Sport Hurling

Saturday 23 August 2014

Cork accept 'Nash rule' verdict as GAA move to end anomaly

Colm Keys

Published 11/06/2014 | 02:30

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Cork hurling manager Jimmy Barry-Murphy
Cork hurling manager Jimmy Barry-Murphy
Cork and Waterford players tangle off the ball after Cork goalkeeper Anthony Nash had a penalty saved by Waterford goalkeeper Stephen O'Keeffe
Cork and Waterford players tangle off the ball after Cork goalkeeper Anthony Nash had a penalty saved by Waterford goalkeeper Stephen O'Keeffe

Cork hurling manager Jimmy Barry-Murphy said last night he will accept a ruling from the GAA's management committee that prevents a penalty or free in hurling being struck from any closer than 20 metres.

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The interpretation of the rules governing penalties and frees, promised by the GAA in the wake of the last Sunday's debacle that saw Waterford goalkeeper Stephen O'Keeffe advance off his line to within a metre of Anthony Nash to block the Cork goalkeeper's penalty, came with the provision that a penalty or 20-metre free puck must be struck on or before the 20-metre line, but not beyond it.

To compensate for the lifting of the penalty or free, the takers will now be able to place the ball up to seven metres back from the 20-metre line "for the purposes of making a traditional run at the ball."

It could lead to more calculated fouling as the threat of a penalty or close-range free being struck from a distance of 20 metres or further is not as great.

Cork chairman Bob Ryan, who was vociferous in his opposition to a motion pulled from the last Congress in February on the issue, said he was "worried" for the future of the game of hurling after this latest development.

"I'm worried because there are people who are meddling in the rules of the game that I believe don't fully know what they are doing," he said.

"This only became a problem in last year's All-Ireland final, but this style of penalty taking has been going on since the time of Christy Ring."

"But we are now going to play three championship games in four weeks under different interpretations of a rule," he said.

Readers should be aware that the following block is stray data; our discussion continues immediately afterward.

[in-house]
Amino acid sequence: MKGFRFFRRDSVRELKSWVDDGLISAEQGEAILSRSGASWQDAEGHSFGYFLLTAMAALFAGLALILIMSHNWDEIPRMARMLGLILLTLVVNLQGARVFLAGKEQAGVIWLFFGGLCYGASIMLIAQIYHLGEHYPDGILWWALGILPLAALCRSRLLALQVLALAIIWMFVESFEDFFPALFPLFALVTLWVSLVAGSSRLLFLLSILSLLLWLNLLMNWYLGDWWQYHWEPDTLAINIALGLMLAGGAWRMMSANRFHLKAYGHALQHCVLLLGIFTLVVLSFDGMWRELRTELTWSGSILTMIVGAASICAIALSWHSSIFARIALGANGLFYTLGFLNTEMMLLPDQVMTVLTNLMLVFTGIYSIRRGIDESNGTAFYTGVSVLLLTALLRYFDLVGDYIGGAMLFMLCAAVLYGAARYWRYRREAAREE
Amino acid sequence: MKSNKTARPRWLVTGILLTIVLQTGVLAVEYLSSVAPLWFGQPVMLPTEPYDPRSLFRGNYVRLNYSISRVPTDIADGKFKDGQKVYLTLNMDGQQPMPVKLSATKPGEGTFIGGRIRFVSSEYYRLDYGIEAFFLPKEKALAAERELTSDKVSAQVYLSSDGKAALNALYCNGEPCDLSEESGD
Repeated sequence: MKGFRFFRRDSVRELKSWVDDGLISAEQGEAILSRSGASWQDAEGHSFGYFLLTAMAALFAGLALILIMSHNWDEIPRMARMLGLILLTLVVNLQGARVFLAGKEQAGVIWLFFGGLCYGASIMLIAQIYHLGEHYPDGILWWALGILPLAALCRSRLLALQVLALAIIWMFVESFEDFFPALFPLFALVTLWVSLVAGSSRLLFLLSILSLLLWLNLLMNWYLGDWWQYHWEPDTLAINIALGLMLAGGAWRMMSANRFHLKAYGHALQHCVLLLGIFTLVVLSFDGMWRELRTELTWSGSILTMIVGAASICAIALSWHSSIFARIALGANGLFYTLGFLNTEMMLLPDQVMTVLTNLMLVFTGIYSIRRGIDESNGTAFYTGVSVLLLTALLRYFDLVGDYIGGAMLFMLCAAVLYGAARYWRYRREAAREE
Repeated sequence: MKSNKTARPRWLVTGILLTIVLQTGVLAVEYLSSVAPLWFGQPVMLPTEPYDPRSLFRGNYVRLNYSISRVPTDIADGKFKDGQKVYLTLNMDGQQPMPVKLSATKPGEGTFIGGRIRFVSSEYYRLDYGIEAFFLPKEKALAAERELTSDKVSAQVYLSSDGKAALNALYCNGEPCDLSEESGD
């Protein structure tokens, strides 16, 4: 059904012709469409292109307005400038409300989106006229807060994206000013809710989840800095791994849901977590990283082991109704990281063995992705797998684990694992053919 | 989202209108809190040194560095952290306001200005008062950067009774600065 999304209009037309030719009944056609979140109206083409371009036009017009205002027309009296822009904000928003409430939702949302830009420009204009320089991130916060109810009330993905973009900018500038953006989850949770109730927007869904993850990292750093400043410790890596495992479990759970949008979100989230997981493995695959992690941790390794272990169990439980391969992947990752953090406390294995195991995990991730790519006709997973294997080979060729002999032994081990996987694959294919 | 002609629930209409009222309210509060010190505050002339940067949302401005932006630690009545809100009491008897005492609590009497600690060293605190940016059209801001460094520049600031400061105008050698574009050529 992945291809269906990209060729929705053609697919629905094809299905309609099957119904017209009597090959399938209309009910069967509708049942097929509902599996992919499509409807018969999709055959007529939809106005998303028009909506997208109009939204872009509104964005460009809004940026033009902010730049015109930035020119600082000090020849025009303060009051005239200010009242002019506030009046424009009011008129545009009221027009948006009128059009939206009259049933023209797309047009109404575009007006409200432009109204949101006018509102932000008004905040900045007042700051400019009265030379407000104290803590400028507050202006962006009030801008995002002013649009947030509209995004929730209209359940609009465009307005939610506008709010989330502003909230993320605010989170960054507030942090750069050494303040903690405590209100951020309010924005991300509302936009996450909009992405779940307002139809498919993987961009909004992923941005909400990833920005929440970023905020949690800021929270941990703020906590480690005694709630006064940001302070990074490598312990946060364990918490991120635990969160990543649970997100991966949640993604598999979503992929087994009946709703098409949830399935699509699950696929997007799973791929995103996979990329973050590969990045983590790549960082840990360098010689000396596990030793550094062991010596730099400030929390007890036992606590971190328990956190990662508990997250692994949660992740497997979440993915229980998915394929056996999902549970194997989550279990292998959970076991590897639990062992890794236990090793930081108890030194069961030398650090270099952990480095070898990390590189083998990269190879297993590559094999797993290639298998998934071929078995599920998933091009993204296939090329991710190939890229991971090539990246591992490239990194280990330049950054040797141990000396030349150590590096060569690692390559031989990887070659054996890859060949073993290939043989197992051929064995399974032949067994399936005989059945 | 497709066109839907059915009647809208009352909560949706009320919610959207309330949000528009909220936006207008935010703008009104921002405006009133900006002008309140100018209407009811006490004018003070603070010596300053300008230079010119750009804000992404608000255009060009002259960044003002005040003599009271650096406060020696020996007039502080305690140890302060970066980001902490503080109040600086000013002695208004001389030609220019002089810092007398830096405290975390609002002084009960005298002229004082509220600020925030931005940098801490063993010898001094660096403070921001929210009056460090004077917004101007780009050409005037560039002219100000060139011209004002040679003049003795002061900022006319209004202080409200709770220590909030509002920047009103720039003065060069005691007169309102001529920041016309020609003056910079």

Nash had perfected the art of getting greater elevation on his lift which ensured that he could generate greater power closer to the goals with his connection.

In response, other hurlers have introduced a higher lift to propel them closer to opposition goals.

But it has led to a confusion over other parts of the rule that insisted defending players had to keep a distance of 20 metres back from the point where the free or penalty was taken until the ball was struck.

Referees had been interpreting the striking action as the lift, not the strike, until last night's interpretation and that allowed defenders to run off their line before the ball was struck forcefully. It had led to an increasingly dangerous situation.

Barry-Murphy said last night they would abide by any interpretation that came from Croke Park. "We'll play by whatever directive comes out," he said. "I'm not into making rules or commenting on them, whatever changes come out from Croke Park, we'll abide by them. It has got a bit tiresome, but it's being sorted now as far as I'm concerned and I'm happy with that."

It was thought that the GAA could not revisit the rules on penalties and frees until Congress next February. But using rule 3.43 of the GAA's Official Guide Part One which decrees that Central Council can be called upon between Congresses for rule interpretations power has been exercised to bring order to the situation. Central Council must rubberstamp the interpretation before this weekend's games.

Limerick hurler Shane Dowling, who scored a goal from a 20m free in the Munster semi final win over Tipperary, was among those to voice his disapproval.

"They will now have to bring in a black card for cynical fouling in hurling as a penalty is now no more an advantage! #crazyidea #noadvantage," he tweeted.

Irish Independent

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